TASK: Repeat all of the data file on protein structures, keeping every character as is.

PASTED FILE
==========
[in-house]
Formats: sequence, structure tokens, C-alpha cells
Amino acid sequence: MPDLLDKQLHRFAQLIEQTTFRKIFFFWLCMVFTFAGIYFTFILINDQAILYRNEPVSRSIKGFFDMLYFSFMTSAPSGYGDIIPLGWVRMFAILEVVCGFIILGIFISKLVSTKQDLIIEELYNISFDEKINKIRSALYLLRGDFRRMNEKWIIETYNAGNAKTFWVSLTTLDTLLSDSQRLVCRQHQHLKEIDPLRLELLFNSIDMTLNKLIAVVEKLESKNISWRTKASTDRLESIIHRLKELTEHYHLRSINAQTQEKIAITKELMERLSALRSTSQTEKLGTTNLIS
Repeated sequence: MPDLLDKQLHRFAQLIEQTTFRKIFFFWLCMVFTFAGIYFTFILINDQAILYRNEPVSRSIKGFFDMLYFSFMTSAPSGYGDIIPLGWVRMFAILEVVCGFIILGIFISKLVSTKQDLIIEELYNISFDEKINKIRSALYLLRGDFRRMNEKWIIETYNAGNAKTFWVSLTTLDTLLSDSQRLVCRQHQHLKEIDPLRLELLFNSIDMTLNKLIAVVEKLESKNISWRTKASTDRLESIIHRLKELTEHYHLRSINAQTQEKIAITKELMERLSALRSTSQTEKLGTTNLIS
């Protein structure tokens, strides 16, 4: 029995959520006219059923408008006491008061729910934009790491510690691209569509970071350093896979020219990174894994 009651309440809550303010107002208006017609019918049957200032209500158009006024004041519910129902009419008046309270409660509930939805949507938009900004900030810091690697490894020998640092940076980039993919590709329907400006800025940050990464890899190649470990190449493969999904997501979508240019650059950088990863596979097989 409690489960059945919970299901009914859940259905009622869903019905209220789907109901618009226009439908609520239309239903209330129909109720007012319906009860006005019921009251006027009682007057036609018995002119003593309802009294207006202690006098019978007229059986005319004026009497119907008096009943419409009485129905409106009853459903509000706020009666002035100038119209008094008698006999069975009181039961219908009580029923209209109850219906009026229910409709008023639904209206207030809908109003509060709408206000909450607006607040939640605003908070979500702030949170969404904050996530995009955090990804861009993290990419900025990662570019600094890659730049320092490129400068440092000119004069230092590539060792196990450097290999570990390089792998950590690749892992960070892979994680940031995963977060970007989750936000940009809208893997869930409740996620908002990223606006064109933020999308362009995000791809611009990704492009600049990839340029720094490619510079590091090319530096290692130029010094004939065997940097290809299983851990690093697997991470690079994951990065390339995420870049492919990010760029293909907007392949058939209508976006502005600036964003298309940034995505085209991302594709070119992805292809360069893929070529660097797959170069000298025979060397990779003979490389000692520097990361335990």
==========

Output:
[in-house]
Formats: sequence, structure tokens, C-alpha cells
Amino acid sequence: MPDLLDKQLHRFAQLIEQTTFRKIFFFWLCMVFTFAGIYFTFILINDQAILYRNEPVSRSIKGFFDMLYFSFMTSAPSGYGDIIPLGWVRMFAILEVVCGFIILGIFISKLVSTKQDLIIEELYNISFDEKINKIRSALYLLRGDFRRMNEKWIIETYNAGNAKTFWVSLTTLDTLLSDSQRLVCRQHQHLKEIDPLRLELLFNSIDMTLNKLIAVVEKLESKNISWRTKASTDRLESIIHRLKELTEHYHLRSINAQTQEKIAITKELMERLSALRSTSQTEKLGTTNLIS
Repeated sequence: MPDLLDKQLHRFAQLIEQTTFRKIFFFWLCMVFTFAGIYFTFILINDQAILYRNEPVSRSIKGFFDMLYFSFMTSAPSGYGDIIPLGWVRMFAILEVVCGFIILGIFISKLVSTKQDLIIEELYNISFDEKINKIRSALYLLRGDFRRMNEKWIIETYNAGNAKTFWVSLTTLDTLLSDSQRLVCRQHQHLKEIDPLRLELLFNSIDMTLNKLIAVVEKLESKNISWRTKASTDRLESIIHRLKELTEHYHLRSINAQTQEKIAITKELMERLSALRSTSQTEKLGTTNLIS
């Protein structure tokens, strides 16, 4: 029995959520006219059923408008006491008061729910934009790491510690691209569509970071350093896979020219990174894994 009651309440809550303010107002208006017609019918049957200032209500158009006024004041519910129902009419008046309270409660509930939805949507938009900004900030810091690697490894020998640092940076980039993919590709329907400006800025940050990464890899190649470990190449493969999904997501979508240019650059950088990863596979097989 409690489960059945919970299901009914859940259905009622869903019905209220789907109901618009226009439908609520239309239903209330129909109720007012319906009860006005019921009251006027009682007057036609018995002119003593309802009294207006202690006098019978007229059986005319004026009497119907008096009943419409009485129905409106009853459903509000706020009666002035100038119209008094008698006999069975009181039961219908009580029923209209109850219906009026229910409709008023639904209206207030809908109003509060709408206000909450607006607040939640605003908070979500702030949170969404904050996530995009955090990804861009993290990419900025990662570019600094890659730049320092490129400068440092000119004069230092590539060792196990450097290999570990390089792998950590690749892992960070892979994680940031995963977060970007989750936000940009809208893997869930409740996620908002990223606006064109933020999308362009995000791809611009990704492009600049990839340029720094490619510079590091090319530096290692130029010094004939065997940097290809299983851990690093697997991470690079994951990065390339995420870049492919990010760029293909907007392949058939209508976006502005600036964003298309940034995505085209991302594709070119992805292809360069893929070529660097797959170069000298025979060397990779003979490389000692520097990361335990």